The House That Jack Built

With The House That Jack Built Lars Von Trier implies that the devil mistakes aesthetics for art, has an innate disdain for the body while its alive, and that in close-up – he’s one dull mofo.

I think he’s onto something.

It was somewhat of an event in itself watching the audience leave the cinema one by one, while Matt Dillon‘s dead-eyed serial killer Jack, savagely murdered and mutilated one human being after another, mostly middle-aged women, but also children, and finally anyone he crossed paths with, driving his blood-red van. Although, it must be said, old white dudes were the last to go.

Maybe it’s because Jack has a soft spot for his ilk, lamenting the injustice of the world where men are the ones born guilty, while women get to be lucky, and wind up victims. He has a particular blood lust for the ones that might not be the brightest, but seem the most vulnerable, although he does in Uma Thurman‘s crudely over-the-top ballbreaker first, which sets the tone for the orgy of misogyny to come.

Jack’s an engineer, but badly wanted to be an architect – his mother veered him towards the more financially solid option. She is mentioned only once, and only then, but that one time was more than enough.

He’s a sensitive, highly imaginative child, with a strong sadistic streak, and winds up a loner with OCD, trying and failing to erect buildings, managing only to assemble their skeletal beginnings, before having them mowed down. In the meantime, he kills people, styling himself as Mr Sophistication. And his slaughter as iconic art.

We know all this because in voice-over, he talks to Verge (aka Virgil), Bruno Ganz cast perfectly (and heartbreakingly) as his confessor and guide to the Underworld. Comparing himself to the monster tyrants that forged empires (excellent B-roll Mr Trier), the Great Architect (unexpected nod to metanarrative) and William Blake’s tyger (inevitably), Jack is a case in narcissism that Verge comes across pretty often in his work of escorting souls to eternal damnation – still he winces, ‘you read Blake as Satan would read the Bible’. Everything is in the spin.

Yet, regardless of the demonic amoral stance – freedom of doing anything you please in destruction still seems poor compensation for being unable to do anything in creation.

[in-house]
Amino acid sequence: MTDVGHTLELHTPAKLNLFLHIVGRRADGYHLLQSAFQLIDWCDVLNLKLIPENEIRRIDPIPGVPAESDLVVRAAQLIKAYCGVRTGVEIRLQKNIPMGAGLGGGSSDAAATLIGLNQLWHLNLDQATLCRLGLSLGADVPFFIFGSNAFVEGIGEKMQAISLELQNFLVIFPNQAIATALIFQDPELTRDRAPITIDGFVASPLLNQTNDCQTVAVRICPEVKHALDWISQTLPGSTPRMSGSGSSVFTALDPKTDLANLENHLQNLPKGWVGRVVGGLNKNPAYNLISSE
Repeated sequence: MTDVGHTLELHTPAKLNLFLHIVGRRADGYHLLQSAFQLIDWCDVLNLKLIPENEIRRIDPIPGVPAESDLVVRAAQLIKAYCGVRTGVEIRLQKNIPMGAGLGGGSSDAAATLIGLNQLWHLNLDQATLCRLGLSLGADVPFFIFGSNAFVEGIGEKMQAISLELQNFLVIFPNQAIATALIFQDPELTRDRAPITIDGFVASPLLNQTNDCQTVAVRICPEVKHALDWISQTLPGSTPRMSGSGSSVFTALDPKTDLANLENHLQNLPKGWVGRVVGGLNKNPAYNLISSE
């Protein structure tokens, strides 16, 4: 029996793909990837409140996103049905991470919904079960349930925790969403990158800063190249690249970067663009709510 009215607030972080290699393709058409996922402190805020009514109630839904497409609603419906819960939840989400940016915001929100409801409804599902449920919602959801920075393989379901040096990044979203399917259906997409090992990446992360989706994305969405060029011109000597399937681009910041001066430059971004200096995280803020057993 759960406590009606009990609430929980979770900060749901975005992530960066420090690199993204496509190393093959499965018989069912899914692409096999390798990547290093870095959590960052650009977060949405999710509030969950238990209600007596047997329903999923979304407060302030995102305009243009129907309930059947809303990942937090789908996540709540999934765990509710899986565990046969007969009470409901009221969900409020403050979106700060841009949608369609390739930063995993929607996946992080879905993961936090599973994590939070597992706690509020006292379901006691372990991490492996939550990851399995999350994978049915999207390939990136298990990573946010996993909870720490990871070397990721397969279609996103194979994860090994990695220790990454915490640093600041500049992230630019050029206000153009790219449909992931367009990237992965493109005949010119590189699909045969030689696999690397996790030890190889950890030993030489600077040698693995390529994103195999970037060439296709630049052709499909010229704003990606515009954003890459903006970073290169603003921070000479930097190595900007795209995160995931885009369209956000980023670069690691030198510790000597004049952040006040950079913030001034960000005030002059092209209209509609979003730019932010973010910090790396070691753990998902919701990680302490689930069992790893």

There’s nobody watching, Jack would say.

You are, Jack.

Checking out the feedback online, I saw people complaining that Dillon’s sociopath is dead boring – and never was an ironic point better made in cinema. Because, that’s the gist. Slaughter is not supposed to be entertaining. It’s to Von Trier’s eternal credit that he deglamorises the entire vile enterprise, showing it for what it is – banal, ritualised anger as cauterisation to the inner hemorrhaging of a deformed soul.

Jack is defiling his own spirit (and other’s sacred bodies) to the point of damnation in search of a single spark of creation. Of course, he cannot find it. Simply because he is looking for it in the way it can never be found.

Only three tiny specks of life appear in Jack’s eye, one of them even bringing out a genuine tear of regret. All of them are to do with a simplicity of beauty in the world, a tenderness of being, that then brings out the beast that must crush this impulse towards compassion. Shallow sentimentality is one of the traits of a psychopath, but there is some deep sorrow mixed in these sentiments in the empty shell that is Jack – an inner respect, a longing for a feeling he is unable or rather unwilling to internelise.

Virgil knows. Love hurts. And creation requires love.

Otherwise, there is only form without soul. The house that Jack builds. Hell is frozen.

Jack saddened me. And humanity, with Jack in it. Unlike the street light animation Dillon’s character was so fond of examining, as intelligent blueprint for his actions – darkness once revealed in harsh light disappears, not into a dense, but into a shriveled shadow. A tiny non-entity hiding behind a cloak of self-created complexity.

Jack has only one actual impulse, a pretty straightforward one – to continue. Endlessly. And get away with it. Desperate for something other than himself to stop him.

Untold piles of dosh have been made from mythologising the psychopath. If you ever visited a slaughterhouse, you know that this is what murder actually is – horrific, dull, and ultimately, ridiculous desecration of the divine.

We are the moral fulcrums of our Universe. Everything depends on our own choice. While some force, somewhere, keeps balance.

Lars Von Trier grabs your head and shoves it into the vortex of any subject he chooses to examine. Is this sadistic? Still not sure on that. It’s never a pleasant journey, but he always delivers the goods, in abundance. Because, as an artist, he is one serious genius. And that does not seem to change.

He even managed to make me chuckle at the end credits of one of the most gruesome films I’ve ever watched. Jack’s comeuppance is solid gold. And good jest is a kind of love.

I gave it four stars, rather than five, although in its way, it is perfect. Because a film about evil should always be missing something.

★★★★✩

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